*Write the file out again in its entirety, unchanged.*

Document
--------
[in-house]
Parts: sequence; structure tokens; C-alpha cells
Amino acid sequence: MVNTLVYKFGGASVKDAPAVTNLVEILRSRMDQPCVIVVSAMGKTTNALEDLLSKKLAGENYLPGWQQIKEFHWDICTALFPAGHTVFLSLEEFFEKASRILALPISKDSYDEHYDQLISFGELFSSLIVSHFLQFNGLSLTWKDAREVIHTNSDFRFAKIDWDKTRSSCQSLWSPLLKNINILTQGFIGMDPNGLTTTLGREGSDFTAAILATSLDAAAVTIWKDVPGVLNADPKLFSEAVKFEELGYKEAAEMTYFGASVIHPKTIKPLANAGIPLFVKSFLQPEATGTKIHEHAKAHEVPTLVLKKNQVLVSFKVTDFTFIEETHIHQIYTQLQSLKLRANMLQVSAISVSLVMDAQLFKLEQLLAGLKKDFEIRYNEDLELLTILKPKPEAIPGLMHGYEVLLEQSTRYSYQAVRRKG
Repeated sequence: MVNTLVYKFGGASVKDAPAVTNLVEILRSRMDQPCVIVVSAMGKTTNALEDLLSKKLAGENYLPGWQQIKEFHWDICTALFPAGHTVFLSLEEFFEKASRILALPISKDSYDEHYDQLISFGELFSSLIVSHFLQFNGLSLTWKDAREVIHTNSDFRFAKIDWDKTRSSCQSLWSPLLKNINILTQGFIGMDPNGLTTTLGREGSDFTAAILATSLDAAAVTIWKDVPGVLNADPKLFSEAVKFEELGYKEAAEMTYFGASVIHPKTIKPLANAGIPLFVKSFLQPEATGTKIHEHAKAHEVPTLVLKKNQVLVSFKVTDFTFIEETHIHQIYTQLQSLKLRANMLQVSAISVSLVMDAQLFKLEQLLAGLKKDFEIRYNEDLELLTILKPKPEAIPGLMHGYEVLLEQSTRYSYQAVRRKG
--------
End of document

[in-house]
Parts: sequence; structure tokens; C-alpha cells
Amino acid sequence: MVNTLVYKFGGASVKDAPAVTNLVEILRSRMDQPCVIVVSAMGKTTNALEDLLSKKLAGENYLPGWQQIKEFHWDICTALFPAGHTVFLSLEEFFEKASRILALPISKDSYDEHYDQLISFGELFSSLIVSHFLQFNGLSLTWKDAREVIHTNSDFRFAKIDWDKTRSSCQSLWSPLLKNINILTQGFIGMDPNGLTTTLGREGSDFTAAILATSLDAAAVTIWKDVPGVLNADPKLFSEAVKFEELGYKEAAEMTYFGASVIHPKTIKPLANAGIPLFVKSFLQPEATGTKIHEHAKAHEVPTLVLKKNQVLVSFKVTDFTFIEETHIHQIYTQLQSLKLRANMLQVSAISVSLVMDAQLFKLEQLLAGLKKDFEIRYNEDLELLTILKPKPEAIPGLMHGYEVLLEQSTRYSYQAVRRKG
Repeated sequence: MVNTLVYKFGGASVKDAPAVTNLVEILRSRMDQPCVIVVSAMGKTTNALEDLLSKKLAGENYLPGWQQIKEFHWDICTALFPAGHTVFLSLEEFFEKASRILALPISKDSYDEHYDQLISFGELFSSLIVSHFLQFNGLSLTWKDAREVIHTNSDFRFAKIDWDKTRSSCQSLWSPLLKNINILTQGFIGMDPNGLTTTLGREGSDFTAAILATSLDAAAVTIWKDVPGVLNADPKLFSEAVKFEELGYKEAAEMTYFGASVIHPKTIKPLANAGIPLFVKSFLQPEATGTKIHEHAKAHEVPTLVLKKNQVLVSFKVTDFTFIEETHIHQIYTQLQSLKLRANMLQVSAISVSLVMDAQLFKLEQLLAGLKKDFEIRYNEDLELLTILKPKPEAIPGLMHGYEVLLEQSTRYSYQAVRRKG